Cut to the end of the final episode, when the characters we care about are safe at home -- even Patrick Wilson's cancer-ridden wife (Cristin Milioti), who did not get the sugar pills and potentially could be on the road to recovery. Wilson's father-in-law, a fellow law enforcement officer played by Ted Danson, has survived the gunshot wound he received in the scene where the spacecraft descended on the motel. (I'm not going to bother with character names here -- I'll just refer to everyone by the actor's names.)
In another kind of unexplained bit, Danson admits to something Milioti confronts him with -- that she went into his office and saw the project he was working on. Danson explains it is a universal language based on pictures rather than words, which would help people of different cultures communicate with each other better. As far as I recall, we have not heard anything about this previously, and though it is a good indication of the character's deep soul and good intentions, it is again a rather random inclusion in a show that has really not had anything to do with that.
Please also note that the name of this episode is "Palindrome." I don't think there is any direct and obvious way to read this episode as a palindrome, or even that the episode itself makes the season a kind of palindrome. For that to be the case, I'd figure it would indicate that the middle of the season is a type of climax and the final episode has brought us back to where we started, but that's not a reading I take from this episode or this season. Then there's Milioti's dream sequence, which borrows heavily from the end of Raising Arizona and includes characters from the first season of Fargo, which are revealed to be her husband at an older age and her daughter grown up. (I guess an observant viewer would have noted that Wilson's character has the same name as Keith Carradine's character in the first season, but I was not such an observant viewer.) Anyway, don't worry so much about the meaning of the title in this context, just stick a pin in this for now.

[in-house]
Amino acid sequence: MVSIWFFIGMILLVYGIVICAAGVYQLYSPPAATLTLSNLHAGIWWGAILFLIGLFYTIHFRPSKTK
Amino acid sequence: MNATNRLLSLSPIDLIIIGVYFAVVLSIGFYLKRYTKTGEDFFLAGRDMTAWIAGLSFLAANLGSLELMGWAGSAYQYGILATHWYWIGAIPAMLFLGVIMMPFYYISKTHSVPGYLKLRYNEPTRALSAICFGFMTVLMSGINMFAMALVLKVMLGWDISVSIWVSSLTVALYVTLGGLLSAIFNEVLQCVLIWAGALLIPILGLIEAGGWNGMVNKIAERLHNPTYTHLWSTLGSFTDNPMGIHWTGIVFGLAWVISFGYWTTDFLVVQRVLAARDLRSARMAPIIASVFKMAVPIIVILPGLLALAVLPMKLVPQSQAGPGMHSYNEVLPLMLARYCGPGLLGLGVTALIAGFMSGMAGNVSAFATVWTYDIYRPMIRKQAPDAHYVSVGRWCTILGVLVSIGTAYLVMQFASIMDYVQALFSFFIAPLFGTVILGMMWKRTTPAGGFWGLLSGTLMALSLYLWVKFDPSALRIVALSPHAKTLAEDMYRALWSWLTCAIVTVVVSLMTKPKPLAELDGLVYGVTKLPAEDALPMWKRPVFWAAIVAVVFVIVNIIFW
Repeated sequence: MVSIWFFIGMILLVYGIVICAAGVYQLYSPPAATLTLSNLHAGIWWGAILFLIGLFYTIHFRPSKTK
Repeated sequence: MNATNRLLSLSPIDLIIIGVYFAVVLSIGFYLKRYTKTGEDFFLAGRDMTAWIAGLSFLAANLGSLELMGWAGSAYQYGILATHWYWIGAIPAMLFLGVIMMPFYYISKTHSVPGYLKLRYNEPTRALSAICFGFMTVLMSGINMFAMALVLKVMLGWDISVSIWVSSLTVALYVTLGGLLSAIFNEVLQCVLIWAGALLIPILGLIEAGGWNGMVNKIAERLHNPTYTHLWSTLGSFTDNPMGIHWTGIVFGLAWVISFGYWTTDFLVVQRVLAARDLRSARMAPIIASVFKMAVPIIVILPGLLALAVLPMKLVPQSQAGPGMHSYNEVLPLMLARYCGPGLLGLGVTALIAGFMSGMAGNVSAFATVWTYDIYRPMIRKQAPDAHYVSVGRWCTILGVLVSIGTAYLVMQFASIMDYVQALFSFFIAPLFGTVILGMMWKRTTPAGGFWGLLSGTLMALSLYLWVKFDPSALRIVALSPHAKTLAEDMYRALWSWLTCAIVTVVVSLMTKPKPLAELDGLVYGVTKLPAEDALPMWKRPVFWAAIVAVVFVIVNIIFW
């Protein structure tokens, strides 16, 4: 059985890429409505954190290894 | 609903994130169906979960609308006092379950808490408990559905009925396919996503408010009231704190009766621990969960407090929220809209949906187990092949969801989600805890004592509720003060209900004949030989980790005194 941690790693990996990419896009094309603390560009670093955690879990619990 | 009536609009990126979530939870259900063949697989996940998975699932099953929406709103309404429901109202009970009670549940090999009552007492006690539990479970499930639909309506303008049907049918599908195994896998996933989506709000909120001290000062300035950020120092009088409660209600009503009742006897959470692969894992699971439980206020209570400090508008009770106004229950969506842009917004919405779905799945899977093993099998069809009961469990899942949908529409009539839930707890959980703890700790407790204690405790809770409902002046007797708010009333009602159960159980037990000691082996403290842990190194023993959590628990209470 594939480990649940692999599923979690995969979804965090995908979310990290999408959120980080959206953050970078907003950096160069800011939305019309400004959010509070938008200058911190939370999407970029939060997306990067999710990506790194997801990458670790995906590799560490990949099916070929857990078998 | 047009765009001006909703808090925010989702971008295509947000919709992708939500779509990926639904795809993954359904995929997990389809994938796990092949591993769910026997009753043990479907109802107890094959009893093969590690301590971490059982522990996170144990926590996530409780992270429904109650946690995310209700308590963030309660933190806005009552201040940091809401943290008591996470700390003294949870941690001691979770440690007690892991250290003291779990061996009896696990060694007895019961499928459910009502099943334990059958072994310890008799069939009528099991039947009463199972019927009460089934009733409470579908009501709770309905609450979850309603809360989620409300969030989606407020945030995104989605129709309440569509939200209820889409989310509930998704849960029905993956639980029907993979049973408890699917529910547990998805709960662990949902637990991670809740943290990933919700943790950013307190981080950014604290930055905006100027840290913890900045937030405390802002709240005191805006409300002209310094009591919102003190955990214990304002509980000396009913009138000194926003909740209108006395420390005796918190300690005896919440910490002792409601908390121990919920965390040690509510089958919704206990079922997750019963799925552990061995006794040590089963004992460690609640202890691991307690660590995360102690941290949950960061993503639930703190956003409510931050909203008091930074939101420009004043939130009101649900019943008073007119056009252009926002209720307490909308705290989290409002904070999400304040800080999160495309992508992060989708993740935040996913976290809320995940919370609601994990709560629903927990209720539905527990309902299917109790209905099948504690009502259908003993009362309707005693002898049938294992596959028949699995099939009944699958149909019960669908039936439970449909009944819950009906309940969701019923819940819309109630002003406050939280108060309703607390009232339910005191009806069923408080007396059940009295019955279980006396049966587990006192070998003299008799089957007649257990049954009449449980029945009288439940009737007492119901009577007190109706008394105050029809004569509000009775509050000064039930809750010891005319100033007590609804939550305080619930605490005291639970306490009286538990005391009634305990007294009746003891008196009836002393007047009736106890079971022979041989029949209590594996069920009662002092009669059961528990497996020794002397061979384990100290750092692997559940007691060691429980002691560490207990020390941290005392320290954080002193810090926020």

Cut to 30 minutes later, with me starting Arrival.